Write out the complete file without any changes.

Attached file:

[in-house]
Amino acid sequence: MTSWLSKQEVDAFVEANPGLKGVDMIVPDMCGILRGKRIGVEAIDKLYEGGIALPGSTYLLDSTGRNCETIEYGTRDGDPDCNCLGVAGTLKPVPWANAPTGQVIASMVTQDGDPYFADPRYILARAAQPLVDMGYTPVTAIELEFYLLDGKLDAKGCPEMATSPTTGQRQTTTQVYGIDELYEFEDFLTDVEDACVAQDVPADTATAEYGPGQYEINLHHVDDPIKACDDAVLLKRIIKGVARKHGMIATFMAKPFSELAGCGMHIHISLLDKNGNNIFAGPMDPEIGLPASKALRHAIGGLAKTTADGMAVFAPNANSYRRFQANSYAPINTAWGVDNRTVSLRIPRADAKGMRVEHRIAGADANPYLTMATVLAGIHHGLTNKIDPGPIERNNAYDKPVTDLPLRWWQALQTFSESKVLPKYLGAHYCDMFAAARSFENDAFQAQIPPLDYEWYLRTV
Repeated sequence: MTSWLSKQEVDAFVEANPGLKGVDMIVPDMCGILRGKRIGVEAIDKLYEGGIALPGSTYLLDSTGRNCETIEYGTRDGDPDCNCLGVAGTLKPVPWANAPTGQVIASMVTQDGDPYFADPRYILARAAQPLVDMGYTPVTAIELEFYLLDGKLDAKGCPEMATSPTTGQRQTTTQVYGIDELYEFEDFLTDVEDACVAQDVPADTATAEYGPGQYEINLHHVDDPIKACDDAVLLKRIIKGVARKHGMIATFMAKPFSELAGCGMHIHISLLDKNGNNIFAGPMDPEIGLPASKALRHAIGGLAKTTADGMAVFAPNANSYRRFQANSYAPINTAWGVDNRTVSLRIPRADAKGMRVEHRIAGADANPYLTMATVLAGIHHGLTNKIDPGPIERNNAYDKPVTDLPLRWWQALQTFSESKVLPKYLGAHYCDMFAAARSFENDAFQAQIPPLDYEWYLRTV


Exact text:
[in-house]
Amino acid sequence: MTSWLSKQEVDAFVEANPGLKGVDMIVPDMCGILRGKRIGVEAIDKLYEGGIALPGSTYLLDSTGRNCETIEYGTRDGDPDCNCLGVAGTLKPVPWANAPTGQVIASMVTQDGDPYFADPRYILARAAQPLVDMGYTPVTAIELEFYLLDGKLDAKGCPEMATSPTTGQRQTTTQVYGIDELYEFEDFLTDVEDACVAQDVPADTATAEYGPGQYEINLHHVDDPIKACDDAVLLKRIIKGVARKHGMIATFMAKPFSELAGCGMHIHISLLDKNGNNIFAGPMDPEIGLPASKALRHAIGGLAKTTADGMAVFAPNANSYRRFQANSYAPINTAWGVDNRTVSLRIPRADAKGMRVEHRIAGADANPYLTMATVLAGIHHGLTNKIDPGPIERNNAYDKPVTDLPLRWWQALQTFSESKVLPKYLGAHYCDMFAAARSFENDAFQAQIPPLDYEWYLRTV
Repeated sequence: MTSWLSKQEVDAFVEANPGLKGVDMIVPDMCGILRGKRIGVEAIDKLYEGGIALPGSTYLLDSTGRNCETIEYGTRDGDPDCNCLGVAGTLKPVPWANAPTGQVIASMVTQDGDPYFADPRYILARAAQPLVDMGYTPVTAIELEFYLLDGKLDAKGCPEMATSPTTGQRQTTTQVYGIDELYEFEDFLTDVEDACVAQDVPADTATAEYGPGQYEINLHHVDDPIKACDDAVLLKRIIKGVARKHGMIATFMAKPFSELAGCGMHIHISLLDKNGNNIFAGPMDPEIGLPASKALRHAIGGLAKTTADGMAVFAPNANSYRRFQANSYAPINTAWGVDNRTVSLRIPRADAKGMRVEHRIAGADANPYLTMATVLAGIHHGLTNKIDPGPIERNNAYDKPVTDLPLRWWQALQTFSESKVLPKYLGAHYCDMFAAARSFENDAFQAQIPPLDYEWYLRTV